India is among 60 countries on track to achieve the global target of a 30 per cent reduction in tobacco use by 2025, according to the fourth World Health Organization's global tobacco trends report.
As per the report, the number of tobacco users have decreased globally to 1.30 billion in 2020 from 1.32 billion in 2015. This is expected to continue to drop to 1.27 billion by 2025.
The report further said that the fastest rate of decline in the use of tobacco was seen in the WHO South-East Asia Region, with average prevalence of smoking among men declining from 50 per cent in 2000 to 25 per cent in 2020 and tobacco smoking among women declining steeply from 8.9 per cent in 2000 to 1.6 per cent in 2020.
"Sustained political commitment and relentless efforts by countries to strengthen surveillance, expand tobacco control measures including cessation services to help users quit tobacco are some of the key reasons for success," said Dr Poonam Khetrapal Singh, Regional Director, WHO South-East Asia Region, in a statement.
The region currently has the highest rates of tobacco use, with around 432 million users, or 29 per cent of its population. It is also home to 266 million smokeless tobacco users out of 355 million globally.
Tobacco use is one of the key risk factors for non-communicable diseases (NCD) and effective tobacco control is important for prevention and control of NCDs.
Millions of lives have been saved by effective and comprehensive tobacco control policies under the WHO Framework Convention on Tobacco Control (WHO FCTC) and MPOWER.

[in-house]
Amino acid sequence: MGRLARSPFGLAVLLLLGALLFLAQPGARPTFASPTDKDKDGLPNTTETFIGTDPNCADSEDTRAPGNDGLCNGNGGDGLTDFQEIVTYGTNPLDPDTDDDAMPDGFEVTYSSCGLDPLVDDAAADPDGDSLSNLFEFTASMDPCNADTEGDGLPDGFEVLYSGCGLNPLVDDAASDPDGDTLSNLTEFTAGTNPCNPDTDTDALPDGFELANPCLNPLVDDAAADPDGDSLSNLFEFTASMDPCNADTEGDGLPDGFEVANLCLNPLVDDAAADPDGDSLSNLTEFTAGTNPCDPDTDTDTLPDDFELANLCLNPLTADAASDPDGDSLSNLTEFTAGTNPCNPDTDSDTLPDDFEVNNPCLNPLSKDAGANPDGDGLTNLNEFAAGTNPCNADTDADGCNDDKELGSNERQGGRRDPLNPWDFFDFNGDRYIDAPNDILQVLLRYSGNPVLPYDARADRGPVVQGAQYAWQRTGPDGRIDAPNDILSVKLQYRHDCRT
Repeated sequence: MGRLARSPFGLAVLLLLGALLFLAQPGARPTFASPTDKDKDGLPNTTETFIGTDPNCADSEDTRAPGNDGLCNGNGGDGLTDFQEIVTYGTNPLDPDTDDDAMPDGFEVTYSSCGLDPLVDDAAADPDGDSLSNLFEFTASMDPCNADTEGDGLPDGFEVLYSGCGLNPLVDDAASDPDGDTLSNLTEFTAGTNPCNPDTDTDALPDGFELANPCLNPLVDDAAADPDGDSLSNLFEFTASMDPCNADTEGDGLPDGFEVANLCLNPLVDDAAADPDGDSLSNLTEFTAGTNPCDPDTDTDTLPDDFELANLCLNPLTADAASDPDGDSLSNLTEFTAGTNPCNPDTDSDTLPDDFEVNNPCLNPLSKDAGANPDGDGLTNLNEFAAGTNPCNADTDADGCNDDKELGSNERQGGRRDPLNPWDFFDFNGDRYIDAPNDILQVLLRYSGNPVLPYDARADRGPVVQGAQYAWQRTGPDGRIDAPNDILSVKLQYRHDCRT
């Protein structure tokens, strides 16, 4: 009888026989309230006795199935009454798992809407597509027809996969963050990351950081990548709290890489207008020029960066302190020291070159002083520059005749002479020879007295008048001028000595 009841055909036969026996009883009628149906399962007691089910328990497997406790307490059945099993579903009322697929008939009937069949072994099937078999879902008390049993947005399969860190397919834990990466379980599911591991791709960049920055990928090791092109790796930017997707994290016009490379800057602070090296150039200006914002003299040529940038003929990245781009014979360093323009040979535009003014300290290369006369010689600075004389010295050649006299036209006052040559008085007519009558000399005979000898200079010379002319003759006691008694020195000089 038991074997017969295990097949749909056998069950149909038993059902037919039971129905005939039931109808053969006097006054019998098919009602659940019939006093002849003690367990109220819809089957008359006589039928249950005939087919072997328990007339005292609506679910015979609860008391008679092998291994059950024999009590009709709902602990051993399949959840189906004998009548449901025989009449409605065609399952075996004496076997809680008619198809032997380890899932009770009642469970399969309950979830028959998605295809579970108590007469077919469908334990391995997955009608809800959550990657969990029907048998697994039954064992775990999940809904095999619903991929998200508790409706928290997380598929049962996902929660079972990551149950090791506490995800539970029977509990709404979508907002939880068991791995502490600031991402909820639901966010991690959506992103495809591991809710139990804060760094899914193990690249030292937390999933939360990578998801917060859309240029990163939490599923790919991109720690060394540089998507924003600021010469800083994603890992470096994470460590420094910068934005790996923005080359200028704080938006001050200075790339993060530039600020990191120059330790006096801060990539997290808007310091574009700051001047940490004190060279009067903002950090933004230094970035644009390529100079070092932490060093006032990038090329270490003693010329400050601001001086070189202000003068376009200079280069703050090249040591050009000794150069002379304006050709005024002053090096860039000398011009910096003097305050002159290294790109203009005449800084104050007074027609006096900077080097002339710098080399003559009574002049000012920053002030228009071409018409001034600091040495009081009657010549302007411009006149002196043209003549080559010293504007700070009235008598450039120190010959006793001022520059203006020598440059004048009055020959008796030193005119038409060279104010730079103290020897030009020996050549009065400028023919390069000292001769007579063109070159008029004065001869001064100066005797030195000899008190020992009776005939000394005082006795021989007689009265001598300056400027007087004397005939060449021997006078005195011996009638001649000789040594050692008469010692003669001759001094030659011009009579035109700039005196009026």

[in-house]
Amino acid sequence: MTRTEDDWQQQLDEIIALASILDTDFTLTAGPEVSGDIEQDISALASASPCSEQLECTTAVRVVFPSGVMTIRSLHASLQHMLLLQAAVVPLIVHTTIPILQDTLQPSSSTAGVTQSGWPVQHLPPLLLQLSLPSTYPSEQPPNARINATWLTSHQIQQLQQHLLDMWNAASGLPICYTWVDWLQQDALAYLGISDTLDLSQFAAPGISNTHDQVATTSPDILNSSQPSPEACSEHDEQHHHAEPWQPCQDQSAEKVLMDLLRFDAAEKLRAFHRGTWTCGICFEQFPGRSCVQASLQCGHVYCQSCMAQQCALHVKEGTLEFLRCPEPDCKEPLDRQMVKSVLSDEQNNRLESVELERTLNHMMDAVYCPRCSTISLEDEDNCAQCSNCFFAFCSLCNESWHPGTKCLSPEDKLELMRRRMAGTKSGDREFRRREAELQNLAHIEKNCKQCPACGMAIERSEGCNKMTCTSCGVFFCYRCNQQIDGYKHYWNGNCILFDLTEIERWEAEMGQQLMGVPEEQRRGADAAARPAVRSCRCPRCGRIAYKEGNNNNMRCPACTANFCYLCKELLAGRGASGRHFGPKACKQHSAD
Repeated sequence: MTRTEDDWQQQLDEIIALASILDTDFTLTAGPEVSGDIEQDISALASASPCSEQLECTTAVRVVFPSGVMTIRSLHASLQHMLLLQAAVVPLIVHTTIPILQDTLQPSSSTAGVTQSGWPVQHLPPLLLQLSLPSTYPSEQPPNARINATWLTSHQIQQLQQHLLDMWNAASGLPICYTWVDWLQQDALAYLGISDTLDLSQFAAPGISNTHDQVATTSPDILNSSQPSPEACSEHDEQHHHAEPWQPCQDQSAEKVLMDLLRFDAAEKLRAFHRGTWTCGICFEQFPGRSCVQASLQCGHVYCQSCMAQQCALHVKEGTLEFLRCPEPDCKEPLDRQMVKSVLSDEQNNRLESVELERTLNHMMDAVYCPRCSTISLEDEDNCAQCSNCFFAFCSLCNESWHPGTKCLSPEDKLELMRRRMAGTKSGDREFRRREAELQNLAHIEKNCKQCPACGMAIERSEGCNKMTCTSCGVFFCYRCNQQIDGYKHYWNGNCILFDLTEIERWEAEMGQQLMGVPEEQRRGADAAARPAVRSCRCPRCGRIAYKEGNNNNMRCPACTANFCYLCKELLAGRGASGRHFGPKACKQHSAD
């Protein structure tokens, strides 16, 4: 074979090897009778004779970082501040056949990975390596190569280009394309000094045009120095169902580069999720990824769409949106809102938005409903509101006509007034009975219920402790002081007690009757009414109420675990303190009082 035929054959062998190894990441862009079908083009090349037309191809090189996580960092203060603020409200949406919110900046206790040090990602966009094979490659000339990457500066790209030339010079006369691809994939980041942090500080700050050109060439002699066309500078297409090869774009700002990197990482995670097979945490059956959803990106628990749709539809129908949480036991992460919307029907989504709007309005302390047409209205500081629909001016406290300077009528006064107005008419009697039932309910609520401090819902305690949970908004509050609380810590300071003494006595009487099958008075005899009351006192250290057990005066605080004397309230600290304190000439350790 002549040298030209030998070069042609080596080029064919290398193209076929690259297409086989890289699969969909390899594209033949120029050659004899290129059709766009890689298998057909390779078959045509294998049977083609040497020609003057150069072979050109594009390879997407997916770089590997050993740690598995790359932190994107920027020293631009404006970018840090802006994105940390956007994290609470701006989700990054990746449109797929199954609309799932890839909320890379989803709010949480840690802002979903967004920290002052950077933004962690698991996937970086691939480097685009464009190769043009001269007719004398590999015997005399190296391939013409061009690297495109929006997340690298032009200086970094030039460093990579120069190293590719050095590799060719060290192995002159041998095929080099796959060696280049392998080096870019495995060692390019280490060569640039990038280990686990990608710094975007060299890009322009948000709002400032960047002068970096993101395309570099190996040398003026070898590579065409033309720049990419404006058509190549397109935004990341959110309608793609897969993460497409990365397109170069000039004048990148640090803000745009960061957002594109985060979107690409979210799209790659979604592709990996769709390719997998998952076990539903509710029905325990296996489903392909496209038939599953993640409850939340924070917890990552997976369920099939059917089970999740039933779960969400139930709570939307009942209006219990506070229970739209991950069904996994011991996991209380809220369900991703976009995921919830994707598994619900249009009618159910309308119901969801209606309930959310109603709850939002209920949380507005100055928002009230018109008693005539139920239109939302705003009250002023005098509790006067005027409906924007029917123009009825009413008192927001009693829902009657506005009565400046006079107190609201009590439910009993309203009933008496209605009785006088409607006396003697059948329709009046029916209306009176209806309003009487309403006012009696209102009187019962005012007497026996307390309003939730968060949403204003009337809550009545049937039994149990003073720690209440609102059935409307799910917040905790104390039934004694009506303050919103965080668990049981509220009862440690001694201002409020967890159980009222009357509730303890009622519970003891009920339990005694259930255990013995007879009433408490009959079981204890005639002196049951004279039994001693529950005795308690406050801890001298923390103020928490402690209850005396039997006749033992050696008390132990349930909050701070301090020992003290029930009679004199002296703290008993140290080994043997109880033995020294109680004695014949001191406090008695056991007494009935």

If tobacco control efforts continue at the current level, smoking rates in the South East Asia Region can reach as low as 11 per cent in 2025. This would be the second lowest regional average rate after Africa - 7.5 per cent in 2025, Singh said.
Further, the WHO global report showed that 150 countries have shown rates of tobacco use decline and from only 32 countries on track two years ago, currently 60 countries are on track. This is despite the advent of Covid-19 in the past 2 years.
"It is very encouraging to see fewer people using tobacco each year, and more countries on track to meet global targets," said Dr Tedros Adhanom Ghebreyesus, WHO Director-General, in a statement.
"We still have a long way to go, and tobacco companies will continue to use every trick in the book to defend the gigantic profits they make from peddling their deadly wares. We encourage all countries to make better use of the many effective tools available for helping people to quit, and saving lives," he added.
According to the report, recent evidence also shows that the tobacco industry used the Covid pandemic to build influence with governments in 80 countries, including in India.
But India stepped up efforts to protect health policy, according to a report by tobacco industry watchdog STOP.
The Ministry of Health and Family Welfare adopted a code of conduct aimed at preventing industry interference and conflicts of interest among public officials and all departments within the Ministry's jurisdiction, it said.
The WHO report also showed that in 2020, 22.3 per cent of the global population used tobacco, 36.7 per cent of all men and 7.8 per cent of the world's women.
Approximately 38 million children (aged 13-15) currently use tobacco (13 million girls and 25 million boys). In most countries it is illegal for minors to purchase tobacco products. The goal is to achieve zero child tobacco users.
The number of women using tobacco in 2020 was 231 million. The age group with the highest prevalence rate among women for tobacco use is 55-64.